Kinstler: What is Love? Baby Don’t Hurt Me.

Ethan Kinstler, Staff Writer

Have you ever been in a relationship with someone, and you feel like things are going great and you’re happy, but in the next moment, it’s like a switch flipped off, and now you feel nothing? Or maybe you have a friend who seems to end relationships immediately after they begin. Both of these situations demonstrate the importance of understanding the way we love when building healthy relationships.

According to psychologist Dr. Robert Sternberg’s Triangular Theory of Love, love has three main components that can describe all relationships. The first component is passion: the hot-and-heavy attraction that immediately pulls us to another person. In relationships, passion typically increases very quickly while the experiences are still new and exciting between partners; however, after about 3 months, you begin to acclimate and the passion plateaus. At this point, you begin to think about the next component, which is intimacy: the feeling of closeness you have with your partner. The inside jokes, their dimples, the way they smell and more all fall under intimacy. Unlike passion, intimacy needs to be nurtured, built and curated. If one partner becomes lazy in the relationship, intimacy will fade. Intimacy typically increases at a more gradual pace than passion, but healthy relationships do not experience the same plateau in intimacy that is found with passion. In order to build intimacy, you must understand the third and final piece of Sternberg’s love triangle: commitment. Commitment is exactly what it sounds like; how much time and effort do you devote to your relationships? Unlike passion, commitment can be found in any relationship, whether it be commitment to a loved one, to a team or to your friends. Like intimacy, commitment must also be nurtured, where both partners have to want to make a relationship work in order to build a sense of commitment.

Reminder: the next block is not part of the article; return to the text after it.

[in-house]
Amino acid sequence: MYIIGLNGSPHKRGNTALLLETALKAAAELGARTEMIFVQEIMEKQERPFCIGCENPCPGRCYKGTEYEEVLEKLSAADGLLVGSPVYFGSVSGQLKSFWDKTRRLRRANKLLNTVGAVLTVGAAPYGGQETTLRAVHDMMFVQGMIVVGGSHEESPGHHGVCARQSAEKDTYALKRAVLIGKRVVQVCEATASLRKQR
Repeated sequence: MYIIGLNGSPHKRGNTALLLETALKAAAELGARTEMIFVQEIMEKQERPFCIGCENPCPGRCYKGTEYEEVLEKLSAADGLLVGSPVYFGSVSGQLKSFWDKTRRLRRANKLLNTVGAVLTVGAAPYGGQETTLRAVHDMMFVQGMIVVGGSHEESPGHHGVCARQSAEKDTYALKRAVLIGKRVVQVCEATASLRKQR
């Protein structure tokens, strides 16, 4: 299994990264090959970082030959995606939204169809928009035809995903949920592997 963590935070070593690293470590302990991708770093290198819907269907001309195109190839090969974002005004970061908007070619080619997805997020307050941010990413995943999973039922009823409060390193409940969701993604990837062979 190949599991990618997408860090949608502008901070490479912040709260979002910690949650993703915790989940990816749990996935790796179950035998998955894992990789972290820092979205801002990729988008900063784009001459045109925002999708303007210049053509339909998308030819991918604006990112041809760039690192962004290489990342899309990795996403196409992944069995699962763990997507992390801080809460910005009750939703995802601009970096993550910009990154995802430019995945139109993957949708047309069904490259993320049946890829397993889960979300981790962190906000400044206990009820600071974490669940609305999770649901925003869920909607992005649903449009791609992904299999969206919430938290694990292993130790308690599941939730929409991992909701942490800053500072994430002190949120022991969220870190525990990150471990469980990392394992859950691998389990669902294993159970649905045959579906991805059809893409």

So how does this relate to you? Well, that friend you have who always seems to be falling in and out of relationships is probably defining their relationships around passion; they choose their partners around base-level attraction without putting in the effort to build intimacy or commitment. When a relationship is good, it is really good; however, once that initial passion subsides, they realize that they either don’t really like their partner or they have nothing in common to keep the passion alive. Inevitably, the partner grows distant.

Passion is fickle. It is affected by distance, stress, anxiety and even how we are feeling day-to-day. The concept of passion explains why in some moments you feel deeply close to your partner, but in other moments you feel repelled by them. In these moments it is important to be introspective.

When something in our relationship feels off, it is easy to become overwhelmed and assign blame, especially to ourselves. We may think that something is wrong with us; there isn’t. You’re simply growing into your relationship. Check in with your emotions and be careful not to discount yourself. Fully understanding your own mood state can shed light onto the inner workings of your relationship. 

For example, you’ve been stressed about an upcoming test and you’ve been studying all week. You weren’t able to spend as much time with your partner as usual, and when the test is over, the relationship feels off. This feeling is an indication that passion has shifted. At this point, you have two options: either deepen your commitments by spending more time with your partner to build or rebuild intimacy, or end the relationship if it no longer serves you.

On the other hand, you might not feel distant, but your partner does, leading us to the next important part of love: communication. In any relationship, personal or professional, communication is key. How we communicate is paramount to our satisfaction with relationships. 

Furthermore, communication doesn’t just mean talking about your problems, though this is important, it also means understanding how we are communicating. How we communicate is so important that in an experiment, psychologist John Gottman was able to predict—with over 90% accuracy—whether a couple would get divorced or stay married by simply observing a short argument between the couple.